There’s a new Blade Runner out, and I got to see it last week. Question is, can this sequel hold up critically to the original, which is considered one of the greatest science fiction movies of all time? You see, like the original, Blade Runner 2049 isn’t doing terribly well in North America.
Blade Runner 2049 is set thirty years after the original Blade Runner, which was (not coincidentally) released thirty-five years ago.
K is a replicant investigator for the LAPD, hunting down other, rogue, replicants. A Blade Runner, in other words, like Harrison Ford played in the original movie. K is played by Ryan Gosling.
After the fall of the Tyrell corporation, the Wallace Corporation has acquired the plans for producing replicants. They’ve perfected the process by giving the replicants fake memories, making them more pliant, rekindling their appeal to the masses.
During an investigation, K stumbles onto the remains of a rogue replicant who vanished thirty years ago. This replicant apparently bore a child, which should be impossible. A race begins between K and the Wallace Corporation to find that child.
The protagonist, as I wrote earlier, is K, played by Ryan Gosling. He’s told himself that he doesn’t mind hunting down his own kind, and that he actually has a good life. The story thrusts him into an adventure that slowly shows him that his life is empty and he’s been deluding himself terribly.
K is ‘married’ to an artifical intelligence hologram, Joi, played by Ana de Armas. She both embodies K’s empty life and his drive to break away from that life. Without going into details, I found her character… haunting.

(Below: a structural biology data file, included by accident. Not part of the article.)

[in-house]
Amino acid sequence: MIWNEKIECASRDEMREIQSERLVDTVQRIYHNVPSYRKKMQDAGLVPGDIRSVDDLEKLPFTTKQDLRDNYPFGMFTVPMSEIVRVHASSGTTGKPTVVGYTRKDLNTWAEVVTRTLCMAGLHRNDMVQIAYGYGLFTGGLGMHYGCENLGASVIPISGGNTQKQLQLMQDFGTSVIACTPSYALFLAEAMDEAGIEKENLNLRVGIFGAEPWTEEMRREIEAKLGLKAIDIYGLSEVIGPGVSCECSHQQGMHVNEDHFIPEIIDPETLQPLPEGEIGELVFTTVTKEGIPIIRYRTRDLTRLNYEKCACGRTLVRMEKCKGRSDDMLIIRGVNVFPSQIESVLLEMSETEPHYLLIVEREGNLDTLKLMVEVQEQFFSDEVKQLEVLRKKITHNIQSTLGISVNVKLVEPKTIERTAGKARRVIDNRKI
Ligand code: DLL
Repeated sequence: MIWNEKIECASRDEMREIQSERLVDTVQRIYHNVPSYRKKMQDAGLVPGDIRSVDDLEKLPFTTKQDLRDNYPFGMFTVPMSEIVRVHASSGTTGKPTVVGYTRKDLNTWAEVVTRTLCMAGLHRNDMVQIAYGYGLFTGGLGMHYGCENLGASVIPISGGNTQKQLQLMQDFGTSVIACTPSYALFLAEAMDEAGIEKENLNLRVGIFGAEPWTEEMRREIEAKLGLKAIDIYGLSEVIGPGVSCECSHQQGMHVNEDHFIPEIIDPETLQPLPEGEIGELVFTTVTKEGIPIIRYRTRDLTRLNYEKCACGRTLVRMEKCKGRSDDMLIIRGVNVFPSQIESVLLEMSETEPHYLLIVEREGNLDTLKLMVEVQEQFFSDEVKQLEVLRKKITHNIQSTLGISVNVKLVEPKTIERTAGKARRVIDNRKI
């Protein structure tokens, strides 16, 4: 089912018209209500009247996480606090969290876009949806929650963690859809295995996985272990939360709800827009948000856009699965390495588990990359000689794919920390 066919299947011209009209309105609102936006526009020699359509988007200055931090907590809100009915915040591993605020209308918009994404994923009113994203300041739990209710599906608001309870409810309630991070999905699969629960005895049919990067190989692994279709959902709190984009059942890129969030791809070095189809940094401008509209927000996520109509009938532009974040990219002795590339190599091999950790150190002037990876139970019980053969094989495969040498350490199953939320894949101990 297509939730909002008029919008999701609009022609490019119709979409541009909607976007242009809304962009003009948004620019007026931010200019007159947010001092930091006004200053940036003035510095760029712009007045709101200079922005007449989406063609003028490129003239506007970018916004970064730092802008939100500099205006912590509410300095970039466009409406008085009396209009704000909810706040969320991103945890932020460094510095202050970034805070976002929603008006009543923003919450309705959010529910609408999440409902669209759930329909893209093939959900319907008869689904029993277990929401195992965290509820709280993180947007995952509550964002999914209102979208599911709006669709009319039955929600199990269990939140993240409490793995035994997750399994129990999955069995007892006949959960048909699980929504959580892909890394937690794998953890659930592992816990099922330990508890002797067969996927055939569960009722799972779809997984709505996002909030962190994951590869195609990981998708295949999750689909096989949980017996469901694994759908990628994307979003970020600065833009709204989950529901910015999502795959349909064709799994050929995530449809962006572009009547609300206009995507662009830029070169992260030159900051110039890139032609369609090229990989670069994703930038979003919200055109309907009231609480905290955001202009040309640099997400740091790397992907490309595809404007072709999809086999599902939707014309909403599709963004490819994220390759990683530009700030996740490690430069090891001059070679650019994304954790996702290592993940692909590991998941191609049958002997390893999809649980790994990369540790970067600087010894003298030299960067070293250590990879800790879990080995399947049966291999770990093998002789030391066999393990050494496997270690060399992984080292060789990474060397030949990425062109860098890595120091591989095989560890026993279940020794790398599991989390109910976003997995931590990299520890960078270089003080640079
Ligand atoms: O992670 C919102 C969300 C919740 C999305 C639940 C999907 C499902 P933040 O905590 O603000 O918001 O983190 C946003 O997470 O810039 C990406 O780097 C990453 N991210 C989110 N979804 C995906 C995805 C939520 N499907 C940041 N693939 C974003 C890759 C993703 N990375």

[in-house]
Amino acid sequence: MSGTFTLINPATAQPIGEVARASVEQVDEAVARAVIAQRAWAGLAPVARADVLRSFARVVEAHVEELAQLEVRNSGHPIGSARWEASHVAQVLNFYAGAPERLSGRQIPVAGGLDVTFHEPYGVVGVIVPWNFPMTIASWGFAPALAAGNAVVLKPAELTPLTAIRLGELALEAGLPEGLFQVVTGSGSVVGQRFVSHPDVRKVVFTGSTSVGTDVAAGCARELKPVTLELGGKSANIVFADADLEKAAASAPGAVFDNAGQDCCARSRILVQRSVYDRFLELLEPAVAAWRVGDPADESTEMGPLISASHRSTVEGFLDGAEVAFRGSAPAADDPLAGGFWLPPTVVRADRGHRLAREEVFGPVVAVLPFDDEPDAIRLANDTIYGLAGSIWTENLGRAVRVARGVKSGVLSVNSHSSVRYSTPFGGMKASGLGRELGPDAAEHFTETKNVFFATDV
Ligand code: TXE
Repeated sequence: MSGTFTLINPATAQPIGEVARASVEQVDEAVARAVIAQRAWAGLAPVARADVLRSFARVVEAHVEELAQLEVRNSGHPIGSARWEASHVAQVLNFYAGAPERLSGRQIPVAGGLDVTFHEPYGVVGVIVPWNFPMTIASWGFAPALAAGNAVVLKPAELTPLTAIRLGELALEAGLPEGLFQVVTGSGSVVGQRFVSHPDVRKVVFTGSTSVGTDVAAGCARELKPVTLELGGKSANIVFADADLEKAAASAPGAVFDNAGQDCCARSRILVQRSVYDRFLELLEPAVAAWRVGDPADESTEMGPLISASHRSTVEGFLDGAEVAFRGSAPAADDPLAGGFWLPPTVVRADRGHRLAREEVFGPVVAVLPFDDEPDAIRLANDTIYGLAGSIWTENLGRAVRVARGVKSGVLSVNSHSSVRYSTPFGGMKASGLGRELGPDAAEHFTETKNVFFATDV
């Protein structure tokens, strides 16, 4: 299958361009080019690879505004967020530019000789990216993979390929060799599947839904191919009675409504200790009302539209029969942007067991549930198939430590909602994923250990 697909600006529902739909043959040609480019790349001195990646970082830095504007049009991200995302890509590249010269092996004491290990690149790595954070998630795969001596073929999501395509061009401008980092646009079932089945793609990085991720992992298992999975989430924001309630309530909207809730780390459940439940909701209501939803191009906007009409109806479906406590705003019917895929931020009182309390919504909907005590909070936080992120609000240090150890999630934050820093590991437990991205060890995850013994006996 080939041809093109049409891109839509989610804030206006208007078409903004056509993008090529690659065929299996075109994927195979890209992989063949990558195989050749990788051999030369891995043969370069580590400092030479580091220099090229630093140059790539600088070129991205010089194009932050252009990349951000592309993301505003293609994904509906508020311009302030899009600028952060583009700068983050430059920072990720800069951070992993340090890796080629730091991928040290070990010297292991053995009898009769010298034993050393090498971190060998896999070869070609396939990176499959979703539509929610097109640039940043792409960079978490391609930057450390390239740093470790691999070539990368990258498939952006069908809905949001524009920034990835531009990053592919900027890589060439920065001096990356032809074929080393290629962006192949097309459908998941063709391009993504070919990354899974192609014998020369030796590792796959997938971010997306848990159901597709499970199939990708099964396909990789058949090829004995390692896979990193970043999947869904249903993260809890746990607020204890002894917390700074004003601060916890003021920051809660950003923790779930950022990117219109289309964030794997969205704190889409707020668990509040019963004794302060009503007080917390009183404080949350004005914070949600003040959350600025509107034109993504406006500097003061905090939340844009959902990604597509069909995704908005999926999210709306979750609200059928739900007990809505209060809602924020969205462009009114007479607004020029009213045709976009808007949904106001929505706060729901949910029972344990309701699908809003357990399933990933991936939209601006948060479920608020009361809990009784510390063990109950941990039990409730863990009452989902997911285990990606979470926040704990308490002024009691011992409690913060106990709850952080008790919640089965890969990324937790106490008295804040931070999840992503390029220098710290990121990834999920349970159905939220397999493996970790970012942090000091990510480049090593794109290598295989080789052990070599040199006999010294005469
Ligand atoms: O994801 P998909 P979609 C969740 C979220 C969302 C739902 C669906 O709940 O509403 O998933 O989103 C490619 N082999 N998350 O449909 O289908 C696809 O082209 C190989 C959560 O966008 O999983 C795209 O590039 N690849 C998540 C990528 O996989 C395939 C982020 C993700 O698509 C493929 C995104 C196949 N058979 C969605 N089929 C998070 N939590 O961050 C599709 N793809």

Then there’s the replicant working for Wallace Corporation, Luv. She’s played by Sylvia Hoeks. She’s Dutch, so that’s a plus, of course. She also portrays a very disturbing character. Luv is… Yeah, let me try not to spoil too much. In many ways she’s the opposite of K’s character. Her boss trusts her, and she’s accepted and considered important. Still, she does not appear to feel comfortable with that life. Where K steps out of his old life, she steps fully into it.
Of course, there are more characters. Agent Deckard from the original Blade Runner, Niander Wallace, and Lt. Joshi. All of them are interesting, and in some ways as disturbing as the main characters.
Visuals and Style
The movie offers a number of beautiful set pieces. Like the original, it paints a very haunting picture of a dystopian future. The visuals are supported by an equally powerful soundtrack by Hans Zimmer (Gladiator, Pirates of the Caribbean and tons more) and Benjamin Wallfisch.
Ryan Gosling is very good at acting without seeming to emote very much, like he did in Drive, which is a very good fit for this movie. It melds with the dystopian atmosphere to create a very moody successor to the original Blade Runner.
The movie is long, but it did not bore at any time. I think this is the best movie I’ve seen since Mad Max: Fury Road. Like Mad Max, Blade Runner 2049 doesn’t compromise what it is to appease a wider audience. And Like Mad Max, it isn’t a rehashing of its original. It adds something new.
The one thing I have seen leveled against it, is that the movie is sexist and caters almost exclusively to white straight males. That’s a fair point.
I would say though, that the men in this movie are all caught in very personal tragedies, while the world-shattering events also hinted at, are all in the hands of women. That doesn’t change or excuse the problem, but it does shine a slightly different light on it I feel – whatever that’s worth, given I’m a white heterosexual man.
All in all, I can highly recommend the film, if you like dystopian science fiction. If you liked the original, definitely go see it. This movie can hold up critically to the original, and might even surpass it.
If you just want a feel-good scifi action movie, then you should wait for the new Star Wars.